How popular is the baby name Neymar in the United States right now? How popular was it historically? Use the popularity graph and data table below to find out! Plus, see all the blog posts that mention the name Neymar.
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The curious name Neymar debuted in the U.S. baby name data in 2010. It was the fastest-rising boy name of 2011, and it reached peak usage in 2014:
2016: 245 baby boys named Neymar [rank: 891st]
2015: 294 baby boys named Neymar [rank: 793rd]
2014: 499 baby boys named Neymar [rank: 551st]
2013: 377 baby boys named Neymar [rank: 649th]
2012: 338 baby boys named Neymar [rank: 704th]
2011: 190 baby boys named Neymar
2010: 19 baby boys named Neymar
What made the name Neymar so trendy during the first half of the 2010s?
Mononymous Brazilian soccer player Neymar (pronounced NAY-mar), widely regarded as one of the best footballers in the world.
Neymar made his professional debut as a teenager in 2009, playing for Santos F.C. in Brazil. He helped the team win the Libertadores Cup in 2011, and he was named South American Footballer of the Year in both 2011 and 2012.
On the international stage, he participated in the 2012 Olympic Games in London, where Brazil earned a silver medal. He helped Brazil win the 2013 FIFA Confederations Cup, after which he was awarded both the Golden Ball (as the tournament’s most valuable player) and the Bronze Boot (for being its third-highest scorer). Though he wasn’t able to lead Brazil to victory in the 2014 FIFA World Cup — after fracturing a vertebra during the quarterfinals, he couldn’t play in the last two games — he was still one of the highest scorers of the tournament.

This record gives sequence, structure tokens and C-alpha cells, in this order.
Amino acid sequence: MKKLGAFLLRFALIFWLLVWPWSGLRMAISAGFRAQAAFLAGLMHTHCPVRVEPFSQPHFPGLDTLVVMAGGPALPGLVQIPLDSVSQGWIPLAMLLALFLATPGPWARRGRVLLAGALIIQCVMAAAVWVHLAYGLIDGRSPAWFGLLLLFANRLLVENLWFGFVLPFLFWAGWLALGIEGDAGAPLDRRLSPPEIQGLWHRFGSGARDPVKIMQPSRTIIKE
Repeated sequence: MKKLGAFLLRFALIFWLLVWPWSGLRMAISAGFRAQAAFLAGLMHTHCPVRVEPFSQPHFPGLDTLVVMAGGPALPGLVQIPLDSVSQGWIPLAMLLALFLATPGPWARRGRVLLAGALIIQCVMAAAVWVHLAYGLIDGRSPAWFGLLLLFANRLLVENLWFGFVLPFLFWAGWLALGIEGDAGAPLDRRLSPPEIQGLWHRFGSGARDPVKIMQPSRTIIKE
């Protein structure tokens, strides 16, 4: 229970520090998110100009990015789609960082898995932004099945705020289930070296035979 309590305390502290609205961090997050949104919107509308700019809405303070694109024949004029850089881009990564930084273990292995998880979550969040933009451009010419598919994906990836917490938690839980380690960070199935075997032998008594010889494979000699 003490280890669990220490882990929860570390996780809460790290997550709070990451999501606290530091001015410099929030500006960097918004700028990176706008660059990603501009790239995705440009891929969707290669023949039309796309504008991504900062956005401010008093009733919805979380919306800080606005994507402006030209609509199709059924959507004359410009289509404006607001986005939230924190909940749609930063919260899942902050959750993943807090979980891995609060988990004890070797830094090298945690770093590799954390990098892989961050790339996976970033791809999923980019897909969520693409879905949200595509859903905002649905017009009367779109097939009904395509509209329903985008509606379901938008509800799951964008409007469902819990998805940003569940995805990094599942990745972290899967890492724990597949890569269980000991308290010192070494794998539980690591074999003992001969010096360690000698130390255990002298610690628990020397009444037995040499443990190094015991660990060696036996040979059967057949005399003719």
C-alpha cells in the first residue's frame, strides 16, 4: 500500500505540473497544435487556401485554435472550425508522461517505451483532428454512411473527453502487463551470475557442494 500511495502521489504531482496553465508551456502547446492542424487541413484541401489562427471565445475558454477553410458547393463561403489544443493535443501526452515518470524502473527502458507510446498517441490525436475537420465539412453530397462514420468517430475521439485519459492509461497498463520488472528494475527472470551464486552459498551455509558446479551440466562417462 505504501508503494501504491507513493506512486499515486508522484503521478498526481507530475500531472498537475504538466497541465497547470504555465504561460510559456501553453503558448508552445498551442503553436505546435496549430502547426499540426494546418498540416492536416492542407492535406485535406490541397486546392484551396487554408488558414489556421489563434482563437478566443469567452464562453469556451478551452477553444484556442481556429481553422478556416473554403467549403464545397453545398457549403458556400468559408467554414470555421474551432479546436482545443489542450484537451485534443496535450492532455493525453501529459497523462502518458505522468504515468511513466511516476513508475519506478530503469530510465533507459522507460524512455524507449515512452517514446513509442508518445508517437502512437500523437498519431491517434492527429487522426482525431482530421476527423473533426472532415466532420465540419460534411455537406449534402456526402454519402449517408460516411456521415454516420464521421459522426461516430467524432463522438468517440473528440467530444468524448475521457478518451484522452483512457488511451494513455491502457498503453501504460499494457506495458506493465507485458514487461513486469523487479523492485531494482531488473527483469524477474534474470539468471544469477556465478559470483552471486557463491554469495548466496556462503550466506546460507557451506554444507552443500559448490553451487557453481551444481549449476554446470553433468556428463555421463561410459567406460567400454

So how did Neymar (born Neymar da Silva Santos) come to have his unusual first name? It was passed down from his father, Neymar Sr., who was also a professional footballer. Neymar Sr.’s father was named Ilzemar; “Ilzemar” could be where the mar element of “Neymar” came from.
What are your thoughts on the name Neymar? Do you like it more or less than, say, Nomar?
Below are hundreds of baby names with a numerological value of 4.
What do I mean by that?
Well, in numerology, you substitute each letter in a word with that letter’s ordinal value in the alphabet. (The letter B has a value of 2, for instance, because it’s the second letter.) Then you add those ordinal values together to come up with a total. Lastly, you add the digits of that total together to obtain a numerological value.
Here’s an example: The letters in the name Dale have the values 4, 1, 12, and 5. Added together, these values equal 22. And the digits of 22 added together equal 4.
All of the “4” names below are sub-categorized by totals — just in case any of those larger numbers are significant to anyone. Within each group you’ll find some of the most popular “4” names per gender (according to the most recent set of U.S. baby name rankings).
4 via 13
The letters in the following baby names add up to 13, which reduces to four (1+3=4).
Girl names (4 via 13)
Boy names (4 via 13)
Cai, Eh, Cia, Gea, Aabha
Cade, Cai, Cj, Eh, Jc
4 via 22
The letters in the following baby names add up to 22, which reduces to four (2+2=4).
Girl names (4 via 22)
Boy names (4 via 22)
Kaia, Lia, Ila, Giada, Ali, Aicha
Ali, Lee, Dale, Akai, Hadi, Mace, Dael, Bane
4 via 31
The letters in the following baby names add up to 31, which reduces to four (3+1=4).
So today let’s check out another fun set of “top” names: the top rises. The names below are those that increased the most in usage, percentage-wise, from one year to the next according to the SSA data.
Here’s the format: girl names are on the left, boy names are on the right, and the percentages represent single-year jumps in usage. (For example, from 1880 to 1881, usage of the girl name Isa grew 240% and usage of the boy name Noble grew 333%.)
The SSA data isn’t perfect, but it does get a lot more accurate starting in the late 1930s, because “many people born before 1937 never applied for a Social Security card, so their names are not included in our data” (SSA). Now, back to the list…
(Did you catch all the doubles? Tula, Delano, Tammy, Jermaine, and Davey/Davy.)
I’ve already written about some of the names above (click the links to see the posts) and I plan to write about many of the others. In the meanwhile, though, feel free to beat me to it! Leave a comment and let us know what popularized Dorla in 1929, or Lauren in 1945, or Dustin in 1968, or Kayleigh in 1985, or Talan in 2005…